The Kingdom Hearts franchise celebrates its fifteenth anniversary this year. To celebrate, Square Enix has just recently launched Kingdom Hearts HD 2.8 Final Chapter Prologue, a compilation that brings new adventures and Dream Drop Distance to PS4. This means that all mainline Kingdom Hearts games are playable on an HD console (PS4 remasters of the other six titles are coming in March). Now that Dream Drop Distance has been given its proper HD makeover, it’s time to take an in-depth look at each title and decide which is the best of the best.
We will only be looking at the seven main entries in the franchise. X: Back Cover, which was never a game to begin with, will not be included. While 0.2 Birth By Sleep: A Fragmentary Passage is playable content, it is not a full game. Finally, this is our opinion; be sure to let us know which game is your favorite in the comments below!
Re:Coded is the literal manifestation of Déjà vu. The game takes place shortly after the events of Kingdom Hearts II. After Jiminy Cricket discovers a mysterious message in his journal from the first game, King Mickey launches a full-blown investigation by digitizing it. Finding large amounts of corruption, Mickey creates a digital Sora to wonder many of the worlds from the first game and clean it out.
Re: Coded has two major problems. First, the majority of its content, world and stories is copy and pasted from the first Kingdom Hearts, whose contents had already been re-explored in Chain of Memories. There’s not a lot new here and what is new isn’t always fun. There’s an interesting revelation at the end, but there’s so much repetitive content to swim through that getting to the end is mostly a chore. Secondly, the game was built on the severely limited DS hardware. Gameplay feels stripped down and graphics severely limited. Chain of Memories on the GBA worked because Square Enix created a gameplay system that worked best for that platform. The attempt to replicate the PS2/PSP experience doesn’t work in Re: Coded.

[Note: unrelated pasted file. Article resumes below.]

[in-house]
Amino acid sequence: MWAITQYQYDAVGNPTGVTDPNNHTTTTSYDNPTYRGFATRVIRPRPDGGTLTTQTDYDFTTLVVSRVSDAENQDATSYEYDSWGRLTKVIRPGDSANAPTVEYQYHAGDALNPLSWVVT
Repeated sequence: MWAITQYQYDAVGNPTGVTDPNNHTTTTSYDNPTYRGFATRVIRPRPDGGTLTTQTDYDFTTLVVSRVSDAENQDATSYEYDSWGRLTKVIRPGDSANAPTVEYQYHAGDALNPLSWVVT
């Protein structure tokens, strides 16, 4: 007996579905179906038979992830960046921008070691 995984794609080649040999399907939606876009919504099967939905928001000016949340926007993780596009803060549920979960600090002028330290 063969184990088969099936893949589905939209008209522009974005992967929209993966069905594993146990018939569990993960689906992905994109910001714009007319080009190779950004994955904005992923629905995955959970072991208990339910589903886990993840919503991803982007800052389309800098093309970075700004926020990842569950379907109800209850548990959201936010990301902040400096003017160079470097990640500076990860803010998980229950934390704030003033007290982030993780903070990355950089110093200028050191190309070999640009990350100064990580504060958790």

Re: Coded is mostly unneeded filler. This is probably one of the reasons it was turned into a cinematic movie in Kingdom Hearts HD 2.5 Remix.
358/2 Days follows the story of Roxas, Axel, and newcomer Xion during Sora’s year of sleep between Chain of Memories and Kingdom Hearts II. The game delved deep into Roxas’ personality and his story as he comes to grips with who and what he is. It also gave us a more in-depth look into how Organization XIII operated.
358/2 Days misses out on the bottom spot mostly because of Roxas, Xion, and Axel. The drama between the three friends carried the game forward, and the ending one of the more tragic moments in the franchise. This was also the first title to introduce four-player co-op, which was a fun addition.
The rest of the game? Well, it’s not all that great. Mission design was largely repetitive with Roxas routinely sent on mundane missions in only a handful of worlds ripped from previous titles. These missions range from following a target, slaying many Heartless, and defeating a specific Heartless. The game isn’t helped by the fact that it is on the very limited Nintendo DS hardware. The controls, which try to replicate Kingdom Hearts II, feel wonky on the handheld’s limited buttons. This was a game that either needed to be on a more robust platform or be designed in a way that worked with the DS hardware.
358/2 Days, much like Re:Coded, was turned into a cinematic movie in Kingdom Hearts HD 1.5 Remix, which was the right call.
An interquel between Kingdom Hearts and Kingdom Hearts II, Chain of Memories brought Sora, Donald, and Goofy to the mysterious Castle Oblivion by “The Organization,” a group of black robe wearing individuals. Sora enters the castle under the pretense of uncovering memories buried deep in his heart. Meanwhile, in the bowels of the castle, Riku strives to redeem himself by confronting the darkness.